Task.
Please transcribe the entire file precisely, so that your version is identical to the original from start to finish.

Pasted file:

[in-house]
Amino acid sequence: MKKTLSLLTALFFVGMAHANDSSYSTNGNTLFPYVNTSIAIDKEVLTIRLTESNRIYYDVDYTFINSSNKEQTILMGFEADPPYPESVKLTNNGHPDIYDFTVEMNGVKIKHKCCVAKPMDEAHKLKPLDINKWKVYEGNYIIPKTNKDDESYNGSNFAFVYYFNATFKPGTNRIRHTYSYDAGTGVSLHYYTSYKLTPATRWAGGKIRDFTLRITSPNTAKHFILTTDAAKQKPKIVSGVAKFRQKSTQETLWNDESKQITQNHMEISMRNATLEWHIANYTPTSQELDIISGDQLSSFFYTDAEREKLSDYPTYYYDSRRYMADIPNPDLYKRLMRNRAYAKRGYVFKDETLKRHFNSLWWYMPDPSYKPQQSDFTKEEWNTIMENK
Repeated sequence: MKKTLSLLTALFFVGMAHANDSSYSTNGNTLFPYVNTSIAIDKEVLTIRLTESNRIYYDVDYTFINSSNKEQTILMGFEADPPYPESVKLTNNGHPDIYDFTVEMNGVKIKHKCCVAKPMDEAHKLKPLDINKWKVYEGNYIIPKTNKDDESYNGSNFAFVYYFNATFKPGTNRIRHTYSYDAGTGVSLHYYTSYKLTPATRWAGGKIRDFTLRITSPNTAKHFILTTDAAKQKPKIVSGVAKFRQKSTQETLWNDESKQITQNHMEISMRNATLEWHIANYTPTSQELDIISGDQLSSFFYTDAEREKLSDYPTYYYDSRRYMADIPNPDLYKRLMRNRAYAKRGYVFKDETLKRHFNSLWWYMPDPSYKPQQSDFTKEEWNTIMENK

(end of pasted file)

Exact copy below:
[in-house]
Amino acid sequence: MKKTLSLLTALFFVGMAHANDSSYSTNGNTLFPYVNTSIAIDKEVLTIRLTESNRIYYDVDYTFINSSNKEQTILMGFEADPPYPESVKLTNNGHPDIYDFTVEMNGVKIKHKCCVAKPMDEAHKLKPLDINKWKVYEGNYIIPKTNKDDESYNGSNFAFVYYFNATFKPGTNRIRHTYSYDAGTGVSLHYYTSYKLTPATRWAGGKIRDFTLRITSPNTAKHFILTTDAAKQKPKIVSGVAKFRQKSTQETLWNDESKQITQNHMEISMRNATLEWHIANYTPTSQELDIISGDQLSSFFYTDAEREKLSDYPTYYYDSRRYMADIPNPDLYKRLMRNRAYAKRGYVFKDETLKRHFNSLWWYMPDPSYKPQQSDFTKEEWNTIMENK
Repeated sequence: MKKTLSLLTALFFVGMAHANDSSYSTNGNTLFPYVNTSIAIDKEVLTIRLTESNRIYYDVDYTFINSSNKEQTILMGFEADPPYPESVKLTNNGHPDIYDFTVEMNGVKIKHKCCVAKPMDEAHKLKPLDINKWKVYEGNYIIPKTNKDDESYNGSNFAFVYYFNATFKPGTNRIRHTYSYDAGTGVSLHYYTSYKLTPATRWAGGKIRDFTLRITSPNTAKHFILTTDAAKQKPKIVSGVAKFRQKSTQETLWNDESKQITQNHMEISMRNATLEWHIANYTPTSQELDIISGDQLSSFFYTDAEREKLSDYPTYYYDSRRYMADIPNPDLYKRLMRNRAYAKRGYVFKDETLKRHFNSLWWYMPDPSYKPQQSDFTKEEWNTIMENK